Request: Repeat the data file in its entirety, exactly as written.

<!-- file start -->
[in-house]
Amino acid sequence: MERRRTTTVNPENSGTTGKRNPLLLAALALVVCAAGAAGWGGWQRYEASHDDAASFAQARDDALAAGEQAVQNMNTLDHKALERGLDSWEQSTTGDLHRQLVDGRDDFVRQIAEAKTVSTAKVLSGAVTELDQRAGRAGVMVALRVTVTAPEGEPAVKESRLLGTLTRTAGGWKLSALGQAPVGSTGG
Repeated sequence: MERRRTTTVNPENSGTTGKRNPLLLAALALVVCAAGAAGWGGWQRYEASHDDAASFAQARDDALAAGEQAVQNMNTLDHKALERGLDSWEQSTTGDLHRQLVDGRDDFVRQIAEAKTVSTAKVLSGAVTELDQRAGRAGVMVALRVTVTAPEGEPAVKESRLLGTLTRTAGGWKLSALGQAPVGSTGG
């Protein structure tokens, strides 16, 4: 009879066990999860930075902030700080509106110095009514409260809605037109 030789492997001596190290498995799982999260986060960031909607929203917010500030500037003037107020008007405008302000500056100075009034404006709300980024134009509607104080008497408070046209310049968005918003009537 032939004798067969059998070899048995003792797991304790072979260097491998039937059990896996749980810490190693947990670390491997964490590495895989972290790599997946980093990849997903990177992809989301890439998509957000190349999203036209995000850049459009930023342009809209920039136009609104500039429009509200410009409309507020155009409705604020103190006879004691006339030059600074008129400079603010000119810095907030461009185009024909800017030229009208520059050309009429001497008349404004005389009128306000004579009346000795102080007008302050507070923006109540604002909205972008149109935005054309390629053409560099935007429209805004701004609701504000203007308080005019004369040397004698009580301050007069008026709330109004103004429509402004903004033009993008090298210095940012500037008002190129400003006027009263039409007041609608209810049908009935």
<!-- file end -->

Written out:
[in-house]
Amino acid sequence: MERRRTTTVNPENSGTTGKRNPLLLAALALVVCAAGAAGWGGWQRYEASHDDAASFAQARDDALAAGEQAVQNMNTLDHKALERGLDSWEQSTTGDLHRQLVDGRDDFVRQIAEAKTVSTAKVLSGAVTELDQRAGRAGVMVALRVTVTAPEGEPAVKESRLLGTLTRTAGGWKLSALGQAPVGSTGG
Repeated sequence: MERRRTTTVNPENSGTTGKRNPLLLAALALVVCAAGAAGWGGWQRYEASHDDAASFAQARDDALAAGEQAVQNMNTLDHKALERGLDSWEQSTTGDLHRQLVDGRDDFVRQIAEAKTVSTAKVLSGAVTELDQRAGRAGVMVALRVTVTAPEGEPAVKESRLLGTLTRTAGGWKLSALGQAPVGSTGG
């Protein structure tokens, strides 16, 4: 009879066990999860930075902030700080509106110095009514409260809605037109 030789492997001596190290498995799982999260986060960031909607929203917010500030500037003037107020008007405008302000500056100075009034404006709300980024134009509607104080008497408070046209310049968005918003009537 032939004798067969059998070899048995003792797991304790072979260097491998039937059990896996749980810490190693947990670390491997964490590495895989972290790599997946980093990849997903990177992809989301890439998509957000190349999203036209995000850049459009930023342009809209920039136009609104500039429009509200410009409309507020155009409705604020103190006879004691006339030059600074008129400079603010000119810095907030461009185009024909800017030229009208520059050309009429001497008349404004005389009128306000004579009346000795102080007008302050507070923006109540604002909205972008149109935005054309390629053409560099935007429209805004701004609701504000203007308080005019004369040397004698009580301050007069008026709330109004103004429509402004903004033009993008090298210095940012500037008002190129400003006027009263039409007041609608209810049908009935």